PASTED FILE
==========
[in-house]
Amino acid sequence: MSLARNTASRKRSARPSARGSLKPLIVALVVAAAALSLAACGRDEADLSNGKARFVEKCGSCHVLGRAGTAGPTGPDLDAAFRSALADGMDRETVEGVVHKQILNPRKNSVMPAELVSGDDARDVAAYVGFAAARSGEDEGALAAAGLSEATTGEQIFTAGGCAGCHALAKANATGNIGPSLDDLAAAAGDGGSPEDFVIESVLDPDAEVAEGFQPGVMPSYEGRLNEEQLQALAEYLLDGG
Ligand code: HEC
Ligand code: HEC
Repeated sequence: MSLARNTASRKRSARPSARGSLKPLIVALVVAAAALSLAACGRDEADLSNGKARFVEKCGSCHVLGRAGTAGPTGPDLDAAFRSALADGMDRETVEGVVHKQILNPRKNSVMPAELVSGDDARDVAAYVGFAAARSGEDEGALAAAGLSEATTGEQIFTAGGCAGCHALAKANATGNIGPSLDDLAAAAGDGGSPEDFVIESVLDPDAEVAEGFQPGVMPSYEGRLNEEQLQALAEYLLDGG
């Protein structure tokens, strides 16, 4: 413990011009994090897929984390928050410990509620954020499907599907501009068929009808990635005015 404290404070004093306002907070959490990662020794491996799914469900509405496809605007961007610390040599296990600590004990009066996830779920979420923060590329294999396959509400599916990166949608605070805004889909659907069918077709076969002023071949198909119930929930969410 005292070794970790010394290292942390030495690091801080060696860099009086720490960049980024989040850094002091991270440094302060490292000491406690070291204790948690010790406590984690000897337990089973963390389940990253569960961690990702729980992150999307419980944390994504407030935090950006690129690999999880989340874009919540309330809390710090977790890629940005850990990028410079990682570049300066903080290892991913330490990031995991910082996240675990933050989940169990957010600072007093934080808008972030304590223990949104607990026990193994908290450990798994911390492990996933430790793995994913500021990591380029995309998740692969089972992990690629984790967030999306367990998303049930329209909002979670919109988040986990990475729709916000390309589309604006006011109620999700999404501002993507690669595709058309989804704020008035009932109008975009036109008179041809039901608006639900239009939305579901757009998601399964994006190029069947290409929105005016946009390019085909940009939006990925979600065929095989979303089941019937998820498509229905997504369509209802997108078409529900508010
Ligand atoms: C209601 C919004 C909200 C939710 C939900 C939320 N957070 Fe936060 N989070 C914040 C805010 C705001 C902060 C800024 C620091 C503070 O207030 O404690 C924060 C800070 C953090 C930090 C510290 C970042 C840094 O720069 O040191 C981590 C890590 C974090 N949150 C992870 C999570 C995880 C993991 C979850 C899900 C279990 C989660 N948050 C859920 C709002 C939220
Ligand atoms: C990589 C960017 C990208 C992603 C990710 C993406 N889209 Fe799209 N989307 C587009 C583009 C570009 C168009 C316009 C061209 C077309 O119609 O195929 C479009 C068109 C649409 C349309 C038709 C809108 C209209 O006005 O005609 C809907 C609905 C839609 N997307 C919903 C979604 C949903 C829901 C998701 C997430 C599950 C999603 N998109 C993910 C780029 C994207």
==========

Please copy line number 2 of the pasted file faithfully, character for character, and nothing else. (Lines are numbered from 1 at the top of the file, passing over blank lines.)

Amino acid sequence: MSLARNTASRKRSARPSARGSLKPLIVALVVAAAALSLAACGRDEADLSNGKARFVEKCGSCHVLGRAGTAGPTGPDLDAAFRSALADGMDRETVEGVVHKQILNPRKNSVMPAELVSGDDARDVAAYVGFAAARSGEDEGALAAAGLSEATTGEQIFTAGGCAGCHALAKANATGNIGPSLDDLAAAAGDGGSPEDFVIESVLDPDAEVAEGFQPGVMPSYEGRLNEEQLQALAEYLLDGG